For the Christian Democrats’ 55year-old leader, Ciríaco De Mita, the result was a harsh blow. Conceded De Mita: “The vote expresses a protest, a lack of appreciation of [our] proposals.” But while his rivals fared better, none could claim an overwhelming advan-
tage. The powerful Communist party did better than expected, but its vote still fell from 30.4 to 29.9 per cent. The Socialists finished well short of their target of 15-per-cent support, which Craxi had hoped would give him a strong claim to the post of prime minister in a future coalition. Indeed, the chief effect of the election was to improve the standings of many of Italy’s minor parties, especially the neofascist Italian Social Movement of Giorgio Alimante, who claimed to have transformed nostalgia for Mussolini into a
*The top five finishers and their lower house standings: Christian Democrats (225), Communists (198), Socialists (73), Italian Social Movement (U2) and Republicans (29).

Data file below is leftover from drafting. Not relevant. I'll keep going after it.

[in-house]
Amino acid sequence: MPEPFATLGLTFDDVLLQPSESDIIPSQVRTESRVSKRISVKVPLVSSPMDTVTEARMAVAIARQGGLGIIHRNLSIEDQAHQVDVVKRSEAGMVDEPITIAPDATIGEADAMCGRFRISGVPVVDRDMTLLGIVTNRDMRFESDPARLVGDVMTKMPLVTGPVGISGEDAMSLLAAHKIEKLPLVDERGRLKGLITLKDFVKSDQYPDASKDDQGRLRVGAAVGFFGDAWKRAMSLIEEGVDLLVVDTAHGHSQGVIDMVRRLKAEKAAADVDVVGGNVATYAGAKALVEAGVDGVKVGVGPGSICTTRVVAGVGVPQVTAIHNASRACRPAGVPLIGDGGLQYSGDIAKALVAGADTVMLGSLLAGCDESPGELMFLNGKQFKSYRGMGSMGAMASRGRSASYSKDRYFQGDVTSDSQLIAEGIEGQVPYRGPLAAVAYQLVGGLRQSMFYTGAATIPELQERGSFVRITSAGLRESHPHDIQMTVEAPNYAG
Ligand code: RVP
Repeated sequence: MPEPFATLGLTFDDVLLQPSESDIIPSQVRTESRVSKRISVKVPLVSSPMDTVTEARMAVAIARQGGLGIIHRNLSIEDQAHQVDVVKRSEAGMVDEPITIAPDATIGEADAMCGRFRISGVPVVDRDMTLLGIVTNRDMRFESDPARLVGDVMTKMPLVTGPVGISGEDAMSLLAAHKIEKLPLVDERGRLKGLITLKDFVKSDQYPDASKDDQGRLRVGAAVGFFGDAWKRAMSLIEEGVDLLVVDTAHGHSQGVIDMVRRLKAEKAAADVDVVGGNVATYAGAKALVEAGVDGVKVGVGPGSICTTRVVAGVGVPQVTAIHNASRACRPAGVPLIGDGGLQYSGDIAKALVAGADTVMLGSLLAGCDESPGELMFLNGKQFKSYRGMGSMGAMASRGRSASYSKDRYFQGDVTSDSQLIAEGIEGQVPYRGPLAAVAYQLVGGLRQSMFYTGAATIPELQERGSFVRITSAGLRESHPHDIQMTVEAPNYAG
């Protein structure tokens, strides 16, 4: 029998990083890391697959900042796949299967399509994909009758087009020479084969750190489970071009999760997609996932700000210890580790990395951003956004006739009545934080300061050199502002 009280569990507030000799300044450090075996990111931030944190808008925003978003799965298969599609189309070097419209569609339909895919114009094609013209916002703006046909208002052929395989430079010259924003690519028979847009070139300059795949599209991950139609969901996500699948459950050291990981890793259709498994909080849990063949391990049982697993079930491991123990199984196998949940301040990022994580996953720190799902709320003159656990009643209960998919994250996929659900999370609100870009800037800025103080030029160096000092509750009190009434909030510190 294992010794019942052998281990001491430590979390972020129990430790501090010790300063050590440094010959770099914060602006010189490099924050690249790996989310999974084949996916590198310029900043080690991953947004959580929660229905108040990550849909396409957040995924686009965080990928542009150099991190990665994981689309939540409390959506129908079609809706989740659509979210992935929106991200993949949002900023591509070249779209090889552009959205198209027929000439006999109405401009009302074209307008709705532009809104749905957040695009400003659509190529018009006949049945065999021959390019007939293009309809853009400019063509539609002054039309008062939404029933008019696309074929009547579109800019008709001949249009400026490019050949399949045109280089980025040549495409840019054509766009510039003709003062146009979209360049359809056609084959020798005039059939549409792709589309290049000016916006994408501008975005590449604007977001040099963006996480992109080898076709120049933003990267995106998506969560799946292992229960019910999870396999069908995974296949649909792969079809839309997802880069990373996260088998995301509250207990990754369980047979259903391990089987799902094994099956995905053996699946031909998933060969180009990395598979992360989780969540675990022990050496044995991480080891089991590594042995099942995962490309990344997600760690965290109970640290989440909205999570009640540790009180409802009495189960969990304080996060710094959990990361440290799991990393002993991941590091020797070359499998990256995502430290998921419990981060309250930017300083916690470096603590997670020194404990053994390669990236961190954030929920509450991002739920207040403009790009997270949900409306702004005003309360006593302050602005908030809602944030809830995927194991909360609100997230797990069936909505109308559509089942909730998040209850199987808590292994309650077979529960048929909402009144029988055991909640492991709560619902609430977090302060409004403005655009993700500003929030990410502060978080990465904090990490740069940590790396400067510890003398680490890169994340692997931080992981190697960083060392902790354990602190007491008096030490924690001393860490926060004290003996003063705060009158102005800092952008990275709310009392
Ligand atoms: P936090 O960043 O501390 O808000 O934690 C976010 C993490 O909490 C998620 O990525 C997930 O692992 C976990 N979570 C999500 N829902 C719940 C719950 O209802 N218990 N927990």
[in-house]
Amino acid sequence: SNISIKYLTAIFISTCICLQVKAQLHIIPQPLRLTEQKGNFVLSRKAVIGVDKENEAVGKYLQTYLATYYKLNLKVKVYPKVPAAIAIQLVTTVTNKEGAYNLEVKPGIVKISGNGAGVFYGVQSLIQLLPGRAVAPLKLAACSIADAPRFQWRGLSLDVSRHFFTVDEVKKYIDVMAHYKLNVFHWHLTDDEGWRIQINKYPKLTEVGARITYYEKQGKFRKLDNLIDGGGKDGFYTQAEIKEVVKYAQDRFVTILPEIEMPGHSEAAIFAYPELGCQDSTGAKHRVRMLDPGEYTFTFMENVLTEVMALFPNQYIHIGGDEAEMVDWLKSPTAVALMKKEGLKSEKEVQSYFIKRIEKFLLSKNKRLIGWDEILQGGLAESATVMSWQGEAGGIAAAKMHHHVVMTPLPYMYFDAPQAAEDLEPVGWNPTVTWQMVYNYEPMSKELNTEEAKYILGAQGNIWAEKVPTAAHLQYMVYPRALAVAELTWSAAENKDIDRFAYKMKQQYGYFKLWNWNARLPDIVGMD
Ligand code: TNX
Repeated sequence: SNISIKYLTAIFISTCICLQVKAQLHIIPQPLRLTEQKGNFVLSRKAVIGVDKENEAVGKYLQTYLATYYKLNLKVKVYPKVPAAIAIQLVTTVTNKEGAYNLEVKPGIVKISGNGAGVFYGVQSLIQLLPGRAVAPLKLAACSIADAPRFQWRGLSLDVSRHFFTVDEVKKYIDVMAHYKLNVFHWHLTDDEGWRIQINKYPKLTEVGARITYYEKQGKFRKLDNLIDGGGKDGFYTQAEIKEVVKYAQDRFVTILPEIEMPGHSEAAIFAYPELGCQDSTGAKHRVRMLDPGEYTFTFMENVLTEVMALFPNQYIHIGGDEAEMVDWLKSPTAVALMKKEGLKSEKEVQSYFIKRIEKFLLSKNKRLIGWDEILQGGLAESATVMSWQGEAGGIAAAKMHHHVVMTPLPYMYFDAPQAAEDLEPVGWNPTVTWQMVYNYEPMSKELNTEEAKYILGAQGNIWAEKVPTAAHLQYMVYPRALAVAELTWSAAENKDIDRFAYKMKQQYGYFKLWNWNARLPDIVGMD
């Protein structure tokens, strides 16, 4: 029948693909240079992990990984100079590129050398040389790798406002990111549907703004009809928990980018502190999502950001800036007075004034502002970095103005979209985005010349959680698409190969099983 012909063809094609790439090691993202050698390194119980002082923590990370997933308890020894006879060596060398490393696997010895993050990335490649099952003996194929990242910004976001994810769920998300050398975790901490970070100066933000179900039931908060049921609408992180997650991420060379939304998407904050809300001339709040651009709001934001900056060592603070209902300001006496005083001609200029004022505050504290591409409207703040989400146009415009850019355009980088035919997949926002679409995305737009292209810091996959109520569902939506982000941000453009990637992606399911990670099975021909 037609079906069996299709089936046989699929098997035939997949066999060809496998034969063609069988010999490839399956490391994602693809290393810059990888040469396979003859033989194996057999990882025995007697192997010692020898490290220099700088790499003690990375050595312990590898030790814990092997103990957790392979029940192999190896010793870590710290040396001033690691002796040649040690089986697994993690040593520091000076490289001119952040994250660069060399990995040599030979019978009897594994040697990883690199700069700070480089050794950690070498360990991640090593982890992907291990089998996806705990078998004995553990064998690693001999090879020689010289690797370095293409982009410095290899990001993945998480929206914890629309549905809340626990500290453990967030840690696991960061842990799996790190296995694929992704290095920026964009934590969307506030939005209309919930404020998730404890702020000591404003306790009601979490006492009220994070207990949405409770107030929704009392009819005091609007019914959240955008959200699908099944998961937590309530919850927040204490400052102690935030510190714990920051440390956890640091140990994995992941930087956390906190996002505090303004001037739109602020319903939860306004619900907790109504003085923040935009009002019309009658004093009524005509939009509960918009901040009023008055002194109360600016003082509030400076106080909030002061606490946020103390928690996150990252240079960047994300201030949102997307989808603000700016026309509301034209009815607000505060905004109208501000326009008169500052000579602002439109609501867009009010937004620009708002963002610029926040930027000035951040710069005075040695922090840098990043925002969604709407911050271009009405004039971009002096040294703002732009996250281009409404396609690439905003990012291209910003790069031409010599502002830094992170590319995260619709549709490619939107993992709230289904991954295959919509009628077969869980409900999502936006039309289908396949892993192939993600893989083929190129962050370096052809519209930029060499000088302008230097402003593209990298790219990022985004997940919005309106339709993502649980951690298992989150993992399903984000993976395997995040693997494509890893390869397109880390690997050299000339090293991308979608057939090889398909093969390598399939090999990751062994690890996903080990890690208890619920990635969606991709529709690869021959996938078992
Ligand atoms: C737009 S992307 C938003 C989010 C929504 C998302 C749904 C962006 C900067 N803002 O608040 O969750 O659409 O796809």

“new force.” The outcome will also make the task of forming a stable government even more difficult than in the past. The day after the results were declared, the Italian stock exchange registered an 8.3-point fall, a sure sign of uneasiness in the business community at the turn of events.
The intricacies of cabinet-forming when parliament reconvenes on July 12 will be overshadowed by the urgent need to tackle Italy’s pressing economic problems, including an inflation rate of almost 17 per cent and unemployment of more than two million. But that is unlikely to affect the jockeying for posi-